Overall, Sanders outperformed Carmichael by around 8.2 percent of the bifactional vote statewide, which was close to his improvement over the Loyalists' 1946 showing in most of the demographic and regional categories (a notable exception was south Georgia, where Sanders improved on Carmichael's showing by over 12 percentage points and polled 47 percent—an exceptionally high score for a Loyalist). (p.119)
Nonetheless, this did not mean that the status quo ante had been restored. The end of massive resistance and the county-unit system had generated political momentum for the Loyalists, but it had also provided new opportunities for the civil rights movement and the Republican Party to increase their influence in state politics. This meant that as well as trying to consolidate their authority within the state party, Loyalists faced two additional challenges. They needed to refine their stance on racial change in order to respond to the more assertive and comprehensive assaults on segregation from a new generation of black activists; and they needed to build a party organization capable of fighting off the growing presence of the GOP. What was more, all of this would have to happen while the national party moved ever closer to an all-out embrace of federally mandated desegregation. In the contest over massive resistance in Georgia, Loyalists, prompted by the civil rights movement, had ultimately prevailed, but their immediate reward was to face a politically turbulent decade where race—the issue they wanted to eliminate from southern political discussion—remained center stage.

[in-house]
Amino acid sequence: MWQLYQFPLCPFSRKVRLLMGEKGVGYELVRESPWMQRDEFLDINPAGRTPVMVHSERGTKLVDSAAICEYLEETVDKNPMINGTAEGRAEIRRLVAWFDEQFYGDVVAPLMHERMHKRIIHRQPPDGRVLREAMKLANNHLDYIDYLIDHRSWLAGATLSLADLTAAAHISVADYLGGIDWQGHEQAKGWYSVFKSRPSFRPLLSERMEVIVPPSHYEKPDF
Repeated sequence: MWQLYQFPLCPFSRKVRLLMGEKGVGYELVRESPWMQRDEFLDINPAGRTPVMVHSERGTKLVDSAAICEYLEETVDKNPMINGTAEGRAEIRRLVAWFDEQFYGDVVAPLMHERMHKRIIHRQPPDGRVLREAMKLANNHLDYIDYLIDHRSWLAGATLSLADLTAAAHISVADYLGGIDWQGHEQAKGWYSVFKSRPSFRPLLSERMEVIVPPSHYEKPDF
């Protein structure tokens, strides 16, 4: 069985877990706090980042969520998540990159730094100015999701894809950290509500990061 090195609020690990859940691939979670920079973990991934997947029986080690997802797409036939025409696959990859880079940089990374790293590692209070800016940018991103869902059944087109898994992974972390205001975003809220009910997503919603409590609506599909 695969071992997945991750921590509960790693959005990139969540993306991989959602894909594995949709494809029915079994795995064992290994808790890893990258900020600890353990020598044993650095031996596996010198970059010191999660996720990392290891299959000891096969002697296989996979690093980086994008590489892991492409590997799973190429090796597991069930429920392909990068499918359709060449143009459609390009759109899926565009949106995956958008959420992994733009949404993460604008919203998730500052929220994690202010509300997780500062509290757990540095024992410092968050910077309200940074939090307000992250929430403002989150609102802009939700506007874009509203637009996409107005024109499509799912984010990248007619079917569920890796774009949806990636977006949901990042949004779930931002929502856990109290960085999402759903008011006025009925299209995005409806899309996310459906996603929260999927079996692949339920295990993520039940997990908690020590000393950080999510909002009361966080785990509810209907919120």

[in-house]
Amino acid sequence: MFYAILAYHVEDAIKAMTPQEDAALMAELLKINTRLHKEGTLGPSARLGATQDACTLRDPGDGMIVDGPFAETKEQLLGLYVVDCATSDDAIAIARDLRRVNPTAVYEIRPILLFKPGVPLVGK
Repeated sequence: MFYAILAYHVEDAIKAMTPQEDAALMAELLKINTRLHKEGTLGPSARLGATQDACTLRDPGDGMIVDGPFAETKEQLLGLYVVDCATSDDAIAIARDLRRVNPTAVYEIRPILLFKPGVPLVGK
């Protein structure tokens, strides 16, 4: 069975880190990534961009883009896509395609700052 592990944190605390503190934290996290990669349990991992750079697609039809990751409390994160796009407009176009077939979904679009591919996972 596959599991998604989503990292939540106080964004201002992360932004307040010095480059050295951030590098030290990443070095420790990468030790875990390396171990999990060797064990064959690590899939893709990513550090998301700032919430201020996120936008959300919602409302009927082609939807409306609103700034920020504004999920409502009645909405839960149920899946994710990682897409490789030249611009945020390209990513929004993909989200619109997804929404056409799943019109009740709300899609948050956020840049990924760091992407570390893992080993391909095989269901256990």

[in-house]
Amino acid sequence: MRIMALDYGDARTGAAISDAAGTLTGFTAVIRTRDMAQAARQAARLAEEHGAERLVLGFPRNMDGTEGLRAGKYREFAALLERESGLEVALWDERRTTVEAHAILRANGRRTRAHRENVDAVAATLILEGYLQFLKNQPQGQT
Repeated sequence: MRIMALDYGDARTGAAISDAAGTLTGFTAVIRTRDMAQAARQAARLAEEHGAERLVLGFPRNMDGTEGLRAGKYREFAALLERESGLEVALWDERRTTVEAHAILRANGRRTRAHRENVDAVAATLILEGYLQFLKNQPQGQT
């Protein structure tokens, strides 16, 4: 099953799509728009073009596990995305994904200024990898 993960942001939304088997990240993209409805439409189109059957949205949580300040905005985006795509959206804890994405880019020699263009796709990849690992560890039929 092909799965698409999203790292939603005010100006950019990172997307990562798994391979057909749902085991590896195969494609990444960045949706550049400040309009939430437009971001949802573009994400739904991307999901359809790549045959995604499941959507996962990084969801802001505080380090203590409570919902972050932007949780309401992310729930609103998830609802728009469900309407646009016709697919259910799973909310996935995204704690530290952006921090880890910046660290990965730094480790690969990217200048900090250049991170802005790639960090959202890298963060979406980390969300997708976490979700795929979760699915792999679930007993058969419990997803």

(1.) “The Southern Manifesto,” Congressional Record, vol. 102, 1956.
(2.) The three senators who did not sign were Al Gore and Estes Kefauver of Tennessee and Lyndon Johnson of Texas. All three had national presidential ambitions (as well as moral scruples over the language of the Manifesto) that would have been fatally damaged by signing it. In the House, seventeen out of twenty-one Texan congressmen (including Speaker Sam Rayburn, who lobbied other members of his state delegation to withhold their signatures) did not sign; three Democrats from North Carolina and one each from Florida and Tennessee also refused. The Manifesto was also not signed by the two Republican congressmen from east Tennessee. For more details on the fate of those who refused, see Badger, “Southerners Who Refused to Sign.”
(3.) Black, Southern Governors, 198; Black dates the period of political dominance of massive resistors as being 1957 to 1965.
(4.) Badger, “Southerners Who Refused to Sign,” 517–519.
(5.) Bartley, Rise of Massive Resistance, 141.
(6.) Richard Russell to Ross Sharpe, April 7, 1959, Russell Papers.
(7.) “Cook Urges Laws to Oust State NAACP,” Atlanta Constitution, August 7, 1956; Galphin, “NAACP Yields Records,” Atlanta Constitution, December 15, 1956.